In December 1922 the first constant linear speed records were produced for the British market, but did not sell well. Pemberton Billing then went to the United States to establish an American outlet but failed once again. In May 1923, he applied for another patent for a flexible and unbreakable disc record called ‘fetherflex’. Due to poor sales and production difficulties the venture failed almost from the start.
Pemberton Billing decided or, as also suggested he tried to escape his creditors to Australiafor a restart in the music business. With the help of a local distributor of World Record discs, he founded World Record (Australia) Pty. Ltd. in Melbourne. In 1924 the new company started an intensive advertising campaign to feature the ‘long duration records’. In November 1924 the record production at the factory in Melbournestarted with masters Pemberton Billing acquired in the U.S. in 1923 from Emerson Phonograph Company. But later, in 1925 the very first recordings in Australia were made with U.S.dance orchestras and musicians on tour in the country and even with local Australian singers – the Big Four Vocal Quartet, Fred Moore, and Dudley Glass. The recordings were released under the ‘Austral’, ‘Wafer’ and ‘World Record’ labels. In order to promote the records, Pemberton Billing acquired a full equipped radio studio – called 3PB (PB for Pemberton Billing), which was totally devoted to play World Record records between 8 and 10 pm. The approach to promote records by radio play was so revolutionary that the ‘Listener In’ music magazine sceptically asked in a headline on June 5, 1925: “Should radio be used for advertising?”.
It seemed to be that the time was not ripe for Pemberton Billing’s revolution. Despite intense promotion activities, the unbreakable, linear speed records did not sell, and it seemed that the labels ‘Austral’ and ‘Wafer’ have been discontinued around October 1925. Instead, conventional shellac pressings were released under the ‘Condor’ label. After all, also ‘Condor’ failed to attract a sufficient number of buyers, the World Record Co. ended its business and there were any further broadcasts by 3PB after January 1926. Pemberton Billing leftAustraliain early 1926 and tried to establish himself as a playwriter. The World Record factory in Melbourne was eventually sold in 1927 to a group of investors for use of a production facility by the newly-formed Unbreakable Disc Records.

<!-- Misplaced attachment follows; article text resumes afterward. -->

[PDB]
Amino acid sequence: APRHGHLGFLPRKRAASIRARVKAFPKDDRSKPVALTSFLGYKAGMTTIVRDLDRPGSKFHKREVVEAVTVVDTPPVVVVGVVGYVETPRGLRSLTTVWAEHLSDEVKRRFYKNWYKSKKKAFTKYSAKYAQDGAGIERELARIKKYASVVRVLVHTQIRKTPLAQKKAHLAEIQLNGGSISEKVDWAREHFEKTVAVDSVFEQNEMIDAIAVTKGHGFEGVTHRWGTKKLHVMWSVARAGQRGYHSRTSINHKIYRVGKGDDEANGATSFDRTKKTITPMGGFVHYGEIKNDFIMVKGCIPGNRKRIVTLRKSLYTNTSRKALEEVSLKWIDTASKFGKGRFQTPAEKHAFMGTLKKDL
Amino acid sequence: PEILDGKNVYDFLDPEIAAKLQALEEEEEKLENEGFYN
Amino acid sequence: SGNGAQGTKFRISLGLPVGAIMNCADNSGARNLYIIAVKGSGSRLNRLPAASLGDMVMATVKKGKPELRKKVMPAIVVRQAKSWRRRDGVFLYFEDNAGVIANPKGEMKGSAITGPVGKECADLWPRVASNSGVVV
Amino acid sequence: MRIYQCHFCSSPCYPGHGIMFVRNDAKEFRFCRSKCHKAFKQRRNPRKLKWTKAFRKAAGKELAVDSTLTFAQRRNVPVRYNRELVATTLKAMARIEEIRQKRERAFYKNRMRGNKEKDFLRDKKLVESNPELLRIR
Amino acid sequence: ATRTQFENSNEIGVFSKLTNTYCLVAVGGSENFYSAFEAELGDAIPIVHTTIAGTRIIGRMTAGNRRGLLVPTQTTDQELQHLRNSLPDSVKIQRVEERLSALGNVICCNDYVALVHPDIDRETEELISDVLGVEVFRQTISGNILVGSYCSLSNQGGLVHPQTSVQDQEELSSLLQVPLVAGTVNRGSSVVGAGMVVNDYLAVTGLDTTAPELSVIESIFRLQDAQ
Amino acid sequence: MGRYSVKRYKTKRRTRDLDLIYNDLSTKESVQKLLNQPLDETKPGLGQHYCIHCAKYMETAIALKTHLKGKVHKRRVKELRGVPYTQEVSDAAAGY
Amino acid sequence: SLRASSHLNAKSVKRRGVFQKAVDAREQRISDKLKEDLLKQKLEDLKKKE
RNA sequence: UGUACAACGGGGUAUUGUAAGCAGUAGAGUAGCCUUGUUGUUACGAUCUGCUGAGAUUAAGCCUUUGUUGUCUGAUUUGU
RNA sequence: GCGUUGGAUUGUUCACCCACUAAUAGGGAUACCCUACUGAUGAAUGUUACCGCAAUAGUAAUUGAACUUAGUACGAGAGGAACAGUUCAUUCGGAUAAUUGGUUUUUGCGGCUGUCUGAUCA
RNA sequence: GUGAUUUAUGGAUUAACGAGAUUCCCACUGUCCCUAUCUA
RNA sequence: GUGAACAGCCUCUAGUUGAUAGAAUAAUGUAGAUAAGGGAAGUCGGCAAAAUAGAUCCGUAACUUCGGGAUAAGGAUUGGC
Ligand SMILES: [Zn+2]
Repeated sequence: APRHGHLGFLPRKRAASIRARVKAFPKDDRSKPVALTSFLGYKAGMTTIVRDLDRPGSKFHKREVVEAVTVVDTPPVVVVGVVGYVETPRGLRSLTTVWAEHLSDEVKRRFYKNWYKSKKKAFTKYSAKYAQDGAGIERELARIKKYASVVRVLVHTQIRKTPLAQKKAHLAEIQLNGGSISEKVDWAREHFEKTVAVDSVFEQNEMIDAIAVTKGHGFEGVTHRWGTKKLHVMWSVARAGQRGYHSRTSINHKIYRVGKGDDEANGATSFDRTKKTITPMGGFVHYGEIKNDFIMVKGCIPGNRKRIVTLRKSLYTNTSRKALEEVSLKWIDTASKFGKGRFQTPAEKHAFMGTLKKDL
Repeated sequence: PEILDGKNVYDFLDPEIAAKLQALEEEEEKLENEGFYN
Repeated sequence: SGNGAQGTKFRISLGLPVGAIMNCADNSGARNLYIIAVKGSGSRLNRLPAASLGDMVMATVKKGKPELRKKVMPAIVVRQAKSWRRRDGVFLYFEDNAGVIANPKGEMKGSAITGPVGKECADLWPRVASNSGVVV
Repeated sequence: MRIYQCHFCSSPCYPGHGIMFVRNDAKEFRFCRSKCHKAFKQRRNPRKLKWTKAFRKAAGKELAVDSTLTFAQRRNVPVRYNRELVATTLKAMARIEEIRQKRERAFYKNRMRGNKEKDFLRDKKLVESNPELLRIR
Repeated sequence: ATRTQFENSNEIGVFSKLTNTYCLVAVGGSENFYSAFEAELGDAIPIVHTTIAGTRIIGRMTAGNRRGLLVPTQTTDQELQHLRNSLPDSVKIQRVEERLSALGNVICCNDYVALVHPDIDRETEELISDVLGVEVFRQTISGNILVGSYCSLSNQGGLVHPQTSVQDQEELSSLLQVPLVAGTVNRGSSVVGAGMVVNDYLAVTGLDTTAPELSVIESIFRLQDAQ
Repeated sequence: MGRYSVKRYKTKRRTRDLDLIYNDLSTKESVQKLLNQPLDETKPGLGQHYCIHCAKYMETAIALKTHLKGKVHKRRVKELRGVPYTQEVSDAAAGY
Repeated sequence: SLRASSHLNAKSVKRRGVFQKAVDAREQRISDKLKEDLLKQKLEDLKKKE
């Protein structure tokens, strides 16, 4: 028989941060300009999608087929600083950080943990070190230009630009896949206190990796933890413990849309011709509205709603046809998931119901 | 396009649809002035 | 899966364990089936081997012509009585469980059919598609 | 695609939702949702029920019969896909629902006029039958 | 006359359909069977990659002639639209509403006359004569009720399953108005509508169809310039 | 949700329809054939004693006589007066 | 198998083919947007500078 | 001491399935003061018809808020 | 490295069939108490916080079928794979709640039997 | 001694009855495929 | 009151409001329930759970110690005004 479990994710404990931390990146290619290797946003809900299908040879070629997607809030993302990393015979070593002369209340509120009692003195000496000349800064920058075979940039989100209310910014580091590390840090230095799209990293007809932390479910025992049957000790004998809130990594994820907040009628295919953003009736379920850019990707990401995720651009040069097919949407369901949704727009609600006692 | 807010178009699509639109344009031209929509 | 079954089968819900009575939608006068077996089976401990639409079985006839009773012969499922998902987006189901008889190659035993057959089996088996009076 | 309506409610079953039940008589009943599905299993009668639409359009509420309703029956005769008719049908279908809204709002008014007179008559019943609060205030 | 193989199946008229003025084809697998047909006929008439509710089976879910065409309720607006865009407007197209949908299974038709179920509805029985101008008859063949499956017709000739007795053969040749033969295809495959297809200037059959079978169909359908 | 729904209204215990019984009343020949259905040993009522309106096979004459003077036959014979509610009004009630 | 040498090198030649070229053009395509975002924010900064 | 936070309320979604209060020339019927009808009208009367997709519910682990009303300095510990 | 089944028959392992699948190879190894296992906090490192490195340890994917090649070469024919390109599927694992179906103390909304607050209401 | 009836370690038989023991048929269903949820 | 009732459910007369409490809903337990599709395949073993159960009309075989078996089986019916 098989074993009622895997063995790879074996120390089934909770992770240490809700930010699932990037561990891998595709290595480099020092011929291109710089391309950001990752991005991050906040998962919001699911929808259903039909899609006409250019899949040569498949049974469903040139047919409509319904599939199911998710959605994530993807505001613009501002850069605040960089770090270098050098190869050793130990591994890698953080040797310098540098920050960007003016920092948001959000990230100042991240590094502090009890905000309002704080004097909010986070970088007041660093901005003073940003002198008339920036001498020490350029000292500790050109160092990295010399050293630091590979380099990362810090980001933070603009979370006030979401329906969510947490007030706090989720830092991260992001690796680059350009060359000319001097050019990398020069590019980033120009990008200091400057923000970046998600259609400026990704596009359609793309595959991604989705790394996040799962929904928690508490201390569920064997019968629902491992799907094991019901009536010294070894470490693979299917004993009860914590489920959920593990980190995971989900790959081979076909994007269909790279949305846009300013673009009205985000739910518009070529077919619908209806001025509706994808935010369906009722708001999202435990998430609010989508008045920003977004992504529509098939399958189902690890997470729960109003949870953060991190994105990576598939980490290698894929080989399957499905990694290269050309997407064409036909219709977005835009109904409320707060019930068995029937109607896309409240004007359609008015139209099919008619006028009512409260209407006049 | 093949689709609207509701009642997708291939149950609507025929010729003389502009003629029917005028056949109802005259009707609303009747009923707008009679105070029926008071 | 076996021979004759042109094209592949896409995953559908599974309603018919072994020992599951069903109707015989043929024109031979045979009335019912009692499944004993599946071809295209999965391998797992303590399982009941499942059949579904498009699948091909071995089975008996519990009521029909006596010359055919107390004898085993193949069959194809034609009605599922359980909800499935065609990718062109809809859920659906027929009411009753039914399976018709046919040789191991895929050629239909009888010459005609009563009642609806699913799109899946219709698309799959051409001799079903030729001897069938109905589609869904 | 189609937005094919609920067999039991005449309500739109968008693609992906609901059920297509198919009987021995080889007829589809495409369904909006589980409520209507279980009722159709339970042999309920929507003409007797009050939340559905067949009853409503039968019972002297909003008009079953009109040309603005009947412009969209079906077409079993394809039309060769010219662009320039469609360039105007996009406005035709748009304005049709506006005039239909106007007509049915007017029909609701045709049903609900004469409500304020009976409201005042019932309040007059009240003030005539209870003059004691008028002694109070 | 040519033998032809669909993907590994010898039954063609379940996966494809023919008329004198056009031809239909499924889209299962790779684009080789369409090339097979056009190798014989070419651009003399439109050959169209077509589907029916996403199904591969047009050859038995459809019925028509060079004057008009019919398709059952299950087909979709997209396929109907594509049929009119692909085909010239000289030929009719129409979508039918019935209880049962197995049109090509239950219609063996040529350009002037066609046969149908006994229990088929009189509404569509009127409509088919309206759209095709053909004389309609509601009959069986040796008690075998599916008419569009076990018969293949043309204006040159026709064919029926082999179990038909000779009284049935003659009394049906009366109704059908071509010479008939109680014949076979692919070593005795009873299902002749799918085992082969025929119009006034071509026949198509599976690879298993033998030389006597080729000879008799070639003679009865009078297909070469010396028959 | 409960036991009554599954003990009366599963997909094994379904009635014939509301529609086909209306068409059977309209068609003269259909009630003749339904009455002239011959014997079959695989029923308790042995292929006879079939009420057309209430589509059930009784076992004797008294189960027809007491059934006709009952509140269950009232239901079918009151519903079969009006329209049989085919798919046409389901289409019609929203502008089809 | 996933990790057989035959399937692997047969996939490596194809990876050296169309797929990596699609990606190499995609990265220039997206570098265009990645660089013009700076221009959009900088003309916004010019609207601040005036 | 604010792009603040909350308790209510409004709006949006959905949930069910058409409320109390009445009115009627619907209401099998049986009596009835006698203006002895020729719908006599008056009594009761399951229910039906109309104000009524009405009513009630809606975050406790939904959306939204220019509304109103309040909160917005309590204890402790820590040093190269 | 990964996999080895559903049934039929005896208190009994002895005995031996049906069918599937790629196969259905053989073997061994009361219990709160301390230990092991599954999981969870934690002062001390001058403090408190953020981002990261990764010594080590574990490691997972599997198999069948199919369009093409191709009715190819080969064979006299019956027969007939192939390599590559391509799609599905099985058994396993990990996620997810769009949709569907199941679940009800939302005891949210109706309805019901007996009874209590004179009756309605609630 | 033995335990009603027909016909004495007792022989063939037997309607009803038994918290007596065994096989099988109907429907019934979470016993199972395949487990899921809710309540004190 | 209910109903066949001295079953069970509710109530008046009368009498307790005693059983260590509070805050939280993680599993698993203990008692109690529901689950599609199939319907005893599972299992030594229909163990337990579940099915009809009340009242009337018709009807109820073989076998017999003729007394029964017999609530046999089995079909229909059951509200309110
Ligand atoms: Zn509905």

The former technical expert of the Pemberton Billing record company, Frederick George Mitchell, attempted to develop the patents for an ‘unbreakable’ record into a more marketable business. In June 1927 the Unbreakable Disc Records Ltd. was incorporated in Melbourne using the World Record record plant and recording studios as production facilities. Despite highly exaggerated expectations and all odds, the company started record production in May 1928 and released two labels – ‘Aeroplane’ and ‘Golden Tongue’. However, the factory in Melbourne seemed to be in operation only one month, since after June 1928 no further records were released under the mentioned labels. Despite the company’s failure, Mitchell in conjunction with the former factory manager Thomas Rothwell lodged a patent application in May 1929 for improvements in the manufacture of disc sound records, which was extended in January 1930. Test pressings were made in February 1930 the records described as “bendable, dependable and light as a feather” (p. 226), were released in March 1930 under the ‘Bellbird’ label. But soon financial problems forced the new venture to cease production for few months. In September 1930 the company was renamed Flexible Records Co. Ltd., which released the ‘Bellbird’ label again in May 1931. The new company also produced sound-on-disc soundtracks for talking films, but the revived ‘Bellbird’ operation was also short-lived. The last release appeared in June 1931 and Flexible Records Co. Ltd. went into liquidation.
Although brilliant in conception, Pemberton Billing’s inventions did not survive the reality test. The reasons of failure are manifold: The linear speed records could not be played on a conventional phonograph and the controller device could only be used for the recordings of World Record Co. In addition, Pemberton Billing failed to adopt the ‘electrical recording’ technology with microphones, which was introduced in 1925. The cardbord base on which the ‘unbreakable records’ were produced turned out to be porous and tend to fall apart when played by a heavy reproducer and steel needles. Another factor of failure was the limited production capacity at the factory in Melbourne and generally the lack of capital. Thus, the many shortcomings of the venture miscredited the in principle innovative approach to extend the duration of record three- to fourfold and to cross-promote the recordings by broadcasting.
In part 3 the economic rise and fall of the Brundwick-Balke-Collender Company as well as the Vocalion Company in Australia will be highlighted.